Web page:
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Cisco's European workforce is just over one-quarter female following an "incredibly successful" recruitment drive, the company has revealed.
Speaking at the company's Networkers conference last week, Cisco's president for Europe, Chris Dedicoat (pictured), explained that the company has put procedures in place to make it easier for managers to hire more female employees.
Dedicoat said Cisco has implemented a policy whereby a manager who successfully recruits a woman from outside the IT industry is given a budgetary refund on their recruitment costs as a reward for their efforts. The new starter is then placed on a special programme to equip them with the necessary IT skills and knowledge.
Dedicoat raised concerns that Europe is still not producing enough science graduates, which he said would stall the continent's productivity efforts if left unaddressed. The situation is being compounded by a shortage of women entering the industry, he said.
He was also keen to emphasise the productivity the internet can bring to society, and to challenge the perceptions that the internet stymies human interaction.
Dedicoat predicted that the second generation of the internet, revolving around social networking, would be "much more impactful" than the first generation. However, he added that businesses were hindered by a lack of productivity-enhancing Web 2.0 applications, possibly because of an absence of a proven return-on-investment, or because of scepticism.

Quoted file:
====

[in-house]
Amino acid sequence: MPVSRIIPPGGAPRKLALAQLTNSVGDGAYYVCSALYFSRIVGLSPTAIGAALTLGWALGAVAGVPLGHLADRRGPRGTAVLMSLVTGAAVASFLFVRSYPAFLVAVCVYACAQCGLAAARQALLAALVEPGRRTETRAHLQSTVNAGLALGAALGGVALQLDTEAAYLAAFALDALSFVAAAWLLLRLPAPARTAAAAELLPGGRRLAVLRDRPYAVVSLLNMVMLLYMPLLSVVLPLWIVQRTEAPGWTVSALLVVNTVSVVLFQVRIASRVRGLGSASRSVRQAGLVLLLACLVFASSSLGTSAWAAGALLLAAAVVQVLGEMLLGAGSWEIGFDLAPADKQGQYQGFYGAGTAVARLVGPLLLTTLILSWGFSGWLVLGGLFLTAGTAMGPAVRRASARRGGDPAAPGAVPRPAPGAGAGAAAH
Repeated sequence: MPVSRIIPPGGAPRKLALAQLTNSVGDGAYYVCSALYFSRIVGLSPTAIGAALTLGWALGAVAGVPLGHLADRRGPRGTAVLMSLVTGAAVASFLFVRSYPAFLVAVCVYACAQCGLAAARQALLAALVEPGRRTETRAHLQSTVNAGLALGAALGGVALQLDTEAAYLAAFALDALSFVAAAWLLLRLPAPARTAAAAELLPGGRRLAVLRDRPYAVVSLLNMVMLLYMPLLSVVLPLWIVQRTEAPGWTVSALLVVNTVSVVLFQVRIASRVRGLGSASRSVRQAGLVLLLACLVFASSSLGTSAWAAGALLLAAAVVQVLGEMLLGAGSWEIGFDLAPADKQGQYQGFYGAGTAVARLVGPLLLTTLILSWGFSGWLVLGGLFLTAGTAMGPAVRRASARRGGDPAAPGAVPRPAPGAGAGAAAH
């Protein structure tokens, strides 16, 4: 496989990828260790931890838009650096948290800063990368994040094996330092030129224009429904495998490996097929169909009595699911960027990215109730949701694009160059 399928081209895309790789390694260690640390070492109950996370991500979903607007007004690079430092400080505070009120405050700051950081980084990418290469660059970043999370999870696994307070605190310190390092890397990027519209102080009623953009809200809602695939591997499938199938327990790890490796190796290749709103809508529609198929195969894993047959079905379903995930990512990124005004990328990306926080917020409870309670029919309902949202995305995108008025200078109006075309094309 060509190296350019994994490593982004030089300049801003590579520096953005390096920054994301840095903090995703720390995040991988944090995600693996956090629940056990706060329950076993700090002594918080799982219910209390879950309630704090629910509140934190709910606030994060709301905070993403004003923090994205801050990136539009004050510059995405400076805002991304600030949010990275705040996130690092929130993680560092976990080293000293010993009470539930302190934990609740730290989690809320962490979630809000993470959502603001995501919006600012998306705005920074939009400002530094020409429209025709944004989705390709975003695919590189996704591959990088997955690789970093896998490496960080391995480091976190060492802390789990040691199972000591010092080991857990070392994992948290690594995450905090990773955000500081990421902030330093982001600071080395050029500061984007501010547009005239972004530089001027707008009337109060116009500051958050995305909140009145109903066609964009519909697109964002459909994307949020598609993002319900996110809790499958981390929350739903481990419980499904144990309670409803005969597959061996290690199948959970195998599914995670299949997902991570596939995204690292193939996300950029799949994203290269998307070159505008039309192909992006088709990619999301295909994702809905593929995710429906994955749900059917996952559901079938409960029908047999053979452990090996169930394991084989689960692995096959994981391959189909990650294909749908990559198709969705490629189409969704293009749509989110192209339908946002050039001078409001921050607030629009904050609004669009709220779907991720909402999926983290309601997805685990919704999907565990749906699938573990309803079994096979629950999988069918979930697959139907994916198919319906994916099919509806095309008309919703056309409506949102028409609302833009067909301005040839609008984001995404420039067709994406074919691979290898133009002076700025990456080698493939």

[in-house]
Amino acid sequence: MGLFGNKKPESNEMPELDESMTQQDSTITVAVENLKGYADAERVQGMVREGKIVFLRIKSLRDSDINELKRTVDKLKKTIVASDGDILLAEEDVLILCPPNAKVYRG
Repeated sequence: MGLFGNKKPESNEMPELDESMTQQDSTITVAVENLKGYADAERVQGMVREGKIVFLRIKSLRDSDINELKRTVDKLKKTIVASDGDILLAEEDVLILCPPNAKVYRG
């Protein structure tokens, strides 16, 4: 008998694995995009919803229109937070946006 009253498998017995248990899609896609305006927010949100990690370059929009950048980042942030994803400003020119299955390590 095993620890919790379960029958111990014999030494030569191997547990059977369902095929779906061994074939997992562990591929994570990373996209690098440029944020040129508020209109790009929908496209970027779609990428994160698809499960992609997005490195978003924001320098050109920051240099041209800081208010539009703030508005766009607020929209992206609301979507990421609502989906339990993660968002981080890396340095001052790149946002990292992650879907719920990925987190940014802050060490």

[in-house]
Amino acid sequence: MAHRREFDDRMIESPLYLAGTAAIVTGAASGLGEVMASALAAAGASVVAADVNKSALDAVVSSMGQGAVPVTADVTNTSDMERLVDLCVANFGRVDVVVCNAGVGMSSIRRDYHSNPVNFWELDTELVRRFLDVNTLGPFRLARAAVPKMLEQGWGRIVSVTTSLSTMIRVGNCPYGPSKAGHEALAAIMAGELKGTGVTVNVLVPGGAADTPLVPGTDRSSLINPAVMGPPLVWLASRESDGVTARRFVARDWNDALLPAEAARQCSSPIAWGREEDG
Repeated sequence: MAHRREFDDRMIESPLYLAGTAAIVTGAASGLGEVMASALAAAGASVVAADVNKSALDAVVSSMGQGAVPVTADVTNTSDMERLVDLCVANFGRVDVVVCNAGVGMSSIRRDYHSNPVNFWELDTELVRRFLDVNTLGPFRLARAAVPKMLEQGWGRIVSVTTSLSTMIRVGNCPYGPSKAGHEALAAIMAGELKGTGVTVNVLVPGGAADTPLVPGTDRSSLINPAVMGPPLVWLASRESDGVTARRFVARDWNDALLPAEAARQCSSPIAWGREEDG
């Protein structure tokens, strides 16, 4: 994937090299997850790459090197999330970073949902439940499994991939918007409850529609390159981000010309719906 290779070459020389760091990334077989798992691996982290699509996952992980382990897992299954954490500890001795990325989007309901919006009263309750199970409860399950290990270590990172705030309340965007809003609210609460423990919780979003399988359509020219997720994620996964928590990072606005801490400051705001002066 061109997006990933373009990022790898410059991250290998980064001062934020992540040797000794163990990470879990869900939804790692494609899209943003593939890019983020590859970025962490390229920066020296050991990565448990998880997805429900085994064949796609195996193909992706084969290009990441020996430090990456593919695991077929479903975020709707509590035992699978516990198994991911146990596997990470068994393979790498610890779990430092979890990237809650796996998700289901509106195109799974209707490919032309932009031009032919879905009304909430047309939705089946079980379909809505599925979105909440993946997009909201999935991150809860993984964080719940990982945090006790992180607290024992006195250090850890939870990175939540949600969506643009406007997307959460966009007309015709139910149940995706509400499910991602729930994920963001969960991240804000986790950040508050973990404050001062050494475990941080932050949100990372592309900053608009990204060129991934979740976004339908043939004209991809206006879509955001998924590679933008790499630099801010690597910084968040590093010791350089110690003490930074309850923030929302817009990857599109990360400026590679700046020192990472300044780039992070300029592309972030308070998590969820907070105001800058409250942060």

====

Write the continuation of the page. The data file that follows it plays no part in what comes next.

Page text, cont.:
Cisco Networkers, the networking company's twice yearly showcase, was held in Barcelona last week and boldly branded "Ignite Innovation".
The slogan was a nod of recognition towards the company's 22,000 engineers and the 4,200 technology patents they have created over Cisco's 24-year history, and to the need for companies to invest in technology to become more productive.
Cisco was keen to demonstrate its technical leadership, and brought to the show a subject-matter expert for each of its key technologies.
In the exhibition, Cisco showed off its latest acceleration technology, WAAS Mobile, and its new Power-over-Ethernet-enabled switches, as well as its extensive data-centre range.
As is usually the case at vendor conferences, delegates were given the opportunity to buy branded clothing: polo shirts, body warmers and baseball caps — and even a Cisco logo-sporting teddy bear.